Eric Ingram typically moves through the world on his wheelchair. The 31-year-old chief executive of SCOUT Inc., a smart satellite components company, was born with Freeman-Sheldon Syndrome, a rare condition that affects his joints and blocked him from his dream of becoming an astronaut. He applied and was rejected, twice.
But onboard a special airplane flight this week, he spun effortlessly through the air, touching nothing. Moving around, he found, was easier in the simulated zero-gravity environment where he needed so few tools to help.
While simulating lunar gravity on the flight — which is about one-sixth of Earth’s — he discovered something even more surprising: for the first time in his life, he could stand up.
“It was legitimately weird,” he said. “Just the act of standing was probably almost as alien to me as floating in zero gravity.”
He was one of 12 disabled passengers who swam through the air aboard a parabolic flight in Southern California last Sunday in an experiment testing how people with disabilities fare in a zero-gravity environment. Parabolic flights, which fly within Earth’s atmosphere in alternating upward and downward arcs, allow passengers to experience zero gravity for repeated short bursts, and are a regular part of training for astronauts.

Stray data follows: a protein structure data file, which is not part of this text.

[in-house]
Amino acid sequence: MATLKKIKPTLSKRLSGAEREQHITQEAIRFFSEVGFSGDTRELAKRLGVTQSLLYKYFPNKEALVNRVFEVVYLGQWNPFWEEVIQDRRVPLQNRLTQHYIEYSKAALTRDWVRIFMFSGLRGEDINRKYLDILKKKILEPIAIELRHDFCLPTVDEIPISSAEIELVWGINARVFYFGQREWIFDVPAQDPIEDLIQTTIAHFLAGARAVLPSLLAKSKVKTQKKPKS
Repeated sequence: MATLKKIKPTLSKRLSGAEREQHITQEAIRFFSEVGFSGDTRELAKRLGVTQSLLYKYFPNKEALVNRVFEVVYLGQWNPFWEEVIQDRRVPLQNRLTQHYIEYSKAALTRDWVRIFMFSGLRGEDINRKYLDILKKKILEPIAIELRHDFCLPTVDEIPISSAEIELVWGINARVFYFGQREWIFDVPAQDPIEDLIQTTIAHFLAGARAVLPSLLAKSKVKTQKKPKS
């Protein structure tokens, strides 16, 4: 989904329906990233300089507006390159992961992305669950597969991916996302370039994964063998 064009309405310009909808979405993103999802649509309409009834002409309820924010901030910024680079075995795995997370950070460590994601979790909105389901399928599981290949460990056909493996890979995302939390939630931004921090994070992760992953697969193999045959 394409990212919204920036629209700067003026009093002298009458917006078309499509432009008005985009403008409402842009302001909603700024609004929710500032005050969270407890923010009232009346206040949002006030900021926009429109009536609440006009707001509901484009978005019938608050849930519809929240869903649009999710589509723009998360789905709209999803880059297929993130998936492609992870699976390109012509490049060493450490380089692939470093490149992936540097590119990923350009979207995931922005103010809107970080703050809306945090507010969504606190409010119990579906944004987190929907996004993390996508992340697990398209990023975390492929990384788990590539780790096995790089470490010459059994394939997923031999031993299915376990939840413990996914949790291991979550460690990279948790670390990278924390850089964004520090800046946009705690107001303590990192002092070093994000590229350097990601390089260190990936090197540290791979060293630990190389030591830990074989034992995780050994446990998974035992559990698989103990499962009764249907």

The flight was organized by AstroAccess, a nonprofit initiative that aims to make spaceflight accessible to to all. Although about 600 people have been to space since the beginning of human spaceflight in the 1960s, NASA and other space agencies have long restricted the job of astronaut to a minuscule slice of humanity. The American agency initially only selected white, physically fit men to be astronauts and even when the agency broadened its criteria, it still only chose people that met certain physical requirements.
This blocked the path to space for many with disabilities, overlooking arguments that disabled people could make excellent astronauts in some cases.
But the rise of private spaceflight, funded by billionaires with the support of government space agencies, is creating the possibility of allowing a much wider and more diverse pool of people to make trips to the edge of space and beyond. And those with disabilities are aiming to be included.
The participants in Sunday’s AstroAccess flight argue that accessibility issues must be considered now — at the advent of private space travel — rather than later, because retrofitting equipment to be accessible would take more time and money.
The Federal Aviation Administration is prohibited from creating safety regulations for private spaceflights until October 2023. Initiatives like AstroAccess are aiming to guide the way that government agencies think about accessibility on spaceflights.
“It’s crucial that we’re able to get out ahead of that regulatory process and prevent misinformation or lack of information or lack of data from making bad regulation that would prevent someone with disability flying on one of these trips,” Mr. Ingram said.
The group also hopes that making everything accessible from the get-go could lead to new space innovations that are helpful for everyone, regardless of disability.